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Jethro Tull - A CD (album) cover

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Jethro Tull

 

Prog Folk

3.19 | 389 ratings

From Progarchives.com, the ultimate progressive rock music website

progaardvark
Prog Reviewer
4 stars This was originally supposed to be an Ian Anderson solo album, but with Chrysalis Records having slow record sales, the record company asked Anderson to credit this under the Jethro Tull moniker. Yeah, this isn't the first time something like this happened, nor will it be the last. Remember the Squire- Rabin Cinema project?

Ian Anderson during this time period had some sort of passing fascination with synthesizer technology and because of this, this album is loaded with them, making it quite distinct compared to earlier albums in the Jethro Tull discography. This also makes this one of the more controversial albums the group ever released. It really sounded like nothing Anderson or Jethro Tull had ever produced before. In hindsight, the group probably regrets this album and fans seem to either hate it or love it.

I am on the "love it" side of that equation and it's primarily because Anderson had the good sense to bring a really good keyboard player into the fold: the one and only Eddie Jobson. But instead of a symphonic prog/folk prog mixture one might expect, this album sounds like Jethro Tull's version of new wave music. The end result is a rather unique sound consisting of melodic flute lines interacting with new wave/neo prog keyboard and Ian Barre's guitar. The other aspect from the Tull repertoire are Anderson's lengthy lyrics squeezed into shorter fragments than they normally would have had on their more folkier albums. The music also has a more accessible feel to it, but even so, there is a lot of stuff going on in each song. This isn't pop rock per se, but more like complicated art rock.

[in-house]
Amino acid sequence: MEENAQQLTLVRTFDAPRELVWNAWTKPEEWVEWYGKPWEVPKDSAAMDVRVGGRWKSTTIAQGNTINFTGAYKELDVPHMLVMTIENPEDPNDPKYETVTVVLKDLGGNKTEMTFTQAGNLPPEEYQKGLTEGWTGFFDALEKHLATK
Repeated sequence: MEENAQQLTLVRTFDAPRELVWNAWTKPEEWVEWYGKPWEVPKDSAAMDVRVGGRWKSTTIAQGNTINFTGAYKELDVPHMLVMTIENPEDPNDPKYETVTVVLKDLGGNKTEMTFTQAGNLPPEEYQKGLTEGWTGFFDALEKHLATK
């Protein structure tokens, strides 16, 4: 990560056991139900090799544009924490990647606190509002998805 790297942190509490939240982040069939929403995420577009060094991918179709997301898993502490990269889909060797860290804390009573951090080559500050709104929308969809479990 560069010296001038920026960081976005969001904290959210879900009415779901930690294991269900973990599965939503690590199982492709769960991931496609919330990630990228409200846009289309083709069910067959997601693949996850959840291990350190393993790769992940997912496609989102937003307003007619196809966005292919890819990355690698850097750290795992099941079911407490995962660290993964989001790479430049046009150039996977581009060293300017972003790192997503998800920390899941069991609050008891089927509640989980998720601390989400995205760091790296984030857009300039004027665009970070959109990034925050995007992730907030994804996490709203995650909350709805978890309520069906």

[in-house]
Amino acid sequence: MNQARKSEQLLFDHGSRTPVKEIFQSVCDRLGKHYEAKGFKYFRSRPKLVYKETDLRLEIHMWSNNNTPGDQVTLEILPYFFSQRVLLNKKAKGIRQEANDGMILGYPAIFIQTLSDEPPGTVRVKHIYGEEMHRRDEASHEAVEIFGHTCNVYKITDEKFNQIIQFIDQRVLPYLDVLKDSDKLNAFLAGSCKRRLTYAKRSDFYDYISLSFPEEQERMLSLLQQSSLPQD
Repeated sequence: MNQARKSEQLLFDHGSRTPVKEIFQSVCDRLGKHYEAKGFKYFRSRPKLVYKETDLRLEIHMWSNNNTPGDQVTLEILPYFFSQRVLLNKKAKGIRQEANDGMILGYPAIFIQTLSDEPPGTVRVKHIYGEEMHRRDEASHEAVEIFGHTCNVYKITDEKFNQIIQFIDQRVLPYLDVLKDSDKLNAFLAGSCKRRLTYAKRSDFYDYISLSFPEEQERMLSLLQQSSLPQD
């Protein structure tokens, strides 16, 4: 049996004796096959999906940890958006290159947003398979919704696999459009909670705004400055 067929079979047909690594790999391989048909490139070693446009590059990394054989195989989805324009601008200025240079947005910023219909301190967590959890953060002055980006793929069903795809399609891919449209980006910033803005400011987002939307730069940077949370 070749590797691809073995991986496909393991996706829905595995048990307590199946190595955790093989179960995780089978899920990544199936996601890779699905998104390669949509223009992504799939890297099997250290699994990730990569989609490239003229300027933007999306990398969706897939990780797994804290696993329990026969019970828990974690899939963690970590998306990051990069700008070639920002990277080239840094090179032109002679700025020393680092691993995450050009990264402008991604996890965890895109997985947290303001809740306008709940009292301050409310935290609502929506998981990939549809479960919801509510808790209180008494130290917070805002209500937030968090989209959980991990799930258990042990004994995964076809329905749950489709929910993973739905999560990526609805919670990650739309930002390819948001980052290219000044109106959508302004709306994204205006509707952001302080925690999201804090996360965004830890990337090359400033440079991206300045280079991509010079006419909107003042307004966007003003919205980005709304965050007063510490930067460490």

Anderson would later take his fascination with music technology and synthesizers to the brink of insanity with the ridiculous Under Wraps album a few years later. He would find a decent balance between the folkier aspects of Jethro Tull and modern keyboard usage with Crest of a Knave later in the 1980s.

I found this album to be a rather fascinating experiment and a rather enjoyable listen. Perhaps it should really be considered an Ian Anderson solo album as it is so different from the usual Jethro Tull releases from the 1970s. Regardless of how it got its name and who it ought to be credited to, it's valid proof of Anderson's ability to be a composer in multiple genres.

progaardvark | 4/5 |

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